Trump, Allies Call Recount Bids ‘Attack’ on His PresidencyBy
Ballot reviews sought in Pennsylvania, Wisconsin, Michigan
Greens’ Stein cites vulnerable machines, Russian meddling
President-elect Donald Trump and his allies are seeking to stamp out recount efforts underway in Wisconsin, Pennsylvania and Michigan, saying the reviews of millions of ballots are an attempt to undermine his presidency before it starts.
The recount bids led by Green Party presidential candidate Jill Stein “may unjustifiably cast doubt upon the legitimacy of President-elect Donald J. Trump’s victory,” two political action committees that supported him said in a lawsuit filed Thursday in federal court in Madison, Wisconsin.
Trump, who is celebrating his victory on a 10-stop “Thank You Tour,” made similar claims in a state court filing in Pennsylvania Thursday to block a recount effort there, arguing Stein’s team made its request without providing any evidence that the state’s electronic voting machines had been hacked. In Michigan, Republican Attorney General Bill Schuette said Friday in a statement that he sued for a state appeals court order to have Stein’s recount request rejected.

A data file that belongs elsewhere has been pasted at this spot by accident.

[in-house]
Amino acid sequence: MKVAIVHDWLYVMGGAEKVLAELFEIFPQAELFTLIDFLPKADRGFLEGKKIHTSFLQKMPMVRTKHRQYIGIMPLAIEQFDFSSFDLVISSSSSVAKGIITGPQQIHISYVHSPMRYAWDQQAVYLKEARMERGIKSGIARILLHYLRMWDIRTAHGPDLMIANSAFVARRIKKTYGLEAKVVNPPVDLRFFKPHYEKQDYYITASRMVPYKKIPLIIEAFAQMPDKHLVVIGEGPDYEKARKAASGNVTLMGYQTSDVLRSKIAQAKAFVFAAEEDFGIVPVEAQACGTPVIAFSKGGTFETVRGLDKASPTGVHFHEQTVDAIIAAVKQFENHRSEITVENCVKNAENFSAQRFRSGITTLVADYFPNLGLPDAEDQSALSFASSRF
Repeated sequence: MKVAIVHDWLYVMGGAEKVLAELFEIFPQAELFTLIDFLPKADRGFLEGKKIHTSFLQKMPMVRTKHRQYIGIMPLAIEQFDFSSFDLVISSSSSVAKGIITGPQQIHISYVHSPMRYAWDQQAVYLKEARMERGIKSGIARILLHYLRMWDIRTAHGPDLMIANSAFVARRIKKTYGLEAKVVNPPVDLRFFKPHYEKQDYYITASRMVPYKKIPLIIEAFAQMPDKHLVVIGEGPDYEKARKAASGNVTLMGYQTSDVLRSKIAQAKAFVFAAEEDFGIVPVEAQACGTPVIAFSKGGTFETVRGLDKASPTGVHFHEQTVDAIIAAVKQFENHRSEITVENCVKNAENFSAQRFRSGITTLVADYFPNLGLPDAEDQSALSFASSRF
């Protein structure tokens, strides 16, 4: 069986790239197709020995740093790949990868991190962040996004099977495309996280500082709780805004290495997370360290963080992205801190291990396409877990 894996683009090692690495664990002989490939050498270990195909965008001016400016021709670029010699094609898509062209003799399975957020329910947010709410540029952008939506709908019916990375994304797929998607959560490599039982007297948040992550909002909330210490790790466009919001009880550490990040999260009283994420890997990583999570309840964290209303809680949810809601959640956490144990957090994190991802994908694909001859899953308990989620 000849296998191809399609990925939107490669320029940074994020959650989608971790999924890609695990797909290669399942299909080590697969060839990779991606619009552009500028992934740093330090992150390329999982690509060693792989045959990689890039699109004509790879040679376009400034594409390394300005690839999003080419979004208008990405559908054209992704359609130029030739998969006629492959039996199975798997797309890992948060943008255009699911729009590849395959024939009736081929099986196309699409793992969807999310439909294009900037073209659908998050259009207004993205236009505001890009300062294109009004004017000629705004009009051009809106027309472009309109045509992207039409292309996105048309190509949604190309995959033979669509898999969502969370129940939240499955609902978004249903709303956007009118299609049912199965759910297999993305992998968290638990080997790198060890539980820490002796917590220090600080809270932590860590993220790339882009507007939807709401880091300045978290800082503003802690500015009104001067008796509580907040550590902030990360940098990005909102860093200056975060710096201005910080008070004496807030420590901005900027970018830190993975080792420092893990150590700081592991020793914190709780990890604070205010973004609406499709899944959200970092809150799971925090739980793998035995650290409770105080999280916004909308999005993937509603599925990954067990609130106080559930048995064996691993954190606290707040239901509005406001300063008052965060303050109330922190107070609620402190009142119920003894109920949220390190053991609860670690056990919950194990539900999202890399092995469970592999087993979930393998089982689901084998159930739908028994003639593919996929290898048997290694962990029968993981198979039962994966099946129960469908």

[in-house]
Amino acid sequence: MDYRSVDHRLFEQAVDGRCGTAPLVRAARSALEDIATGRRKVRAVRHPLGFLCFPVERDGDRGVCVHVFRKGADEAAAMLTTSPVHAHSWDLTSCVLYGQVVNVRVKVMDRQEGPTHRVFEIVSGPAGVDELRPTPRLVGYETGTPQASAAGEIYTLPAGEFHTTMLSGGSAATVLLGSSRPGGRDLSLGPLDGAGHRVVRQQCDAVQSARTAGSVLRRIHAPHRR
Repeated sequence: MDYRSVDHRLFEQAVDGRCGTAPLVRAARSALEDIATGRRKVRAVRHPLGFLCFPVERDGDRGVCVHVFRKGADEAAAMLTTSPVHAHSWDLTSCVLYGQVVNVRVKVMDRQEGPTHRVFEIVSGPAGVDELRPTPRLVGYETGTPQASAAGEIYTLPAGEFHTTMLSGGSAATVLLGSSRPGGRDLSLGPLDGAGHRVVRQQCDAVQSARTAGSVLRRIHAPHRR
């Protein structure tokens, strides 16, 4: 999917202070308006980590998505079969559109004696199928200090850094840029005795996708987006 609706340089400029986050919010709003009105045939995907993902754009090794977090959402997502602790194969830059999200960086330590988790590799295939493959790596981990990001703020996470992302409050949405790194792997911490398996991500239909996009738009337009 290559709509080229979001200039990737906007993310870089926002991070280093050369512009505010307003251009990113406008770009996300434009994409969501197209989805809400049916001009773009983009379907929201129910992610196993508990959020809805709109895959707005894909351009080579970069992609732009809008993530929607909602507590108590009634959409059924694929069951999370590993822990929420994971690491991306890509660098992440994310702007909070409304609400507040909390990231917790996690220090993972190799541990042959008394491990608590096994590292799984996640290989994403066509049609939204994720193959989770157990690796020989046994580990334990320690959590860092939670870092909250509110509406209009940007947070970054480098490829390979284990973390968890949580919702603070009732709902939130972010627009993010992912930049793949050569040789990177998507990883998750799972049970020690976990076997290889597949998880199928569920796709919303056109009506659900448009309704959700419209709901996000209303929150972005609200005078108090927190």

The recount efforts come as Democrat Hillary Clinton’s popular vote victory has expanded beyond 2 million ballots. There is no indication that the reviews -- if they are completed -- would affect Trump’s comfortable margin of victory in the Electoral College.
Stein, who didn’t secure a single Electoral College vote, made the requests citing the vulnerability of electronic-voting machines to manipulation and reports that senior Russian officials approved hacking of the Democratic National Committee and a top Clinton aide. Trump repeatedly called the election “rigged” before his victory and has blamed Clinton’s popular vote success on millions of illegal votes, without providing evidence.
In a statement, Stein asked why Trump was “afraid of these recounts” and said the real-estate mogul was obstructing a legal process intended to verify the fairness of the election.
‘Tainted by Suspicion’
“In an election already tainted by suspicion, previously expressed by Donald Trump himself, verifying the vote is a common-sense procedure that would put all concerns around voter disenfranchisement to rest,” Stein said.
In the Wisconsin case, Great America PAC and Stop Hillary PAC said Stein’s effort violates a required deadline and other standards created by the U.S. Supreme Court in 2000 in Bush v. Gore, the case that halted a recount in Florida and handed the White House to Republican George W. Bush. In Pennsylvania, Trump called Stein’s effort a “fishing expedition” and asked that she be forced to post a $10 million bond to pay for a recount if one is conducted.
“Despite being a blip on the electoral radar, Stein has now commandeered Pennsylvania’s electoral process, with an eye toward doing the same to the Electoral College," Trump and the Republican Party of Pennsylvania said in the filing.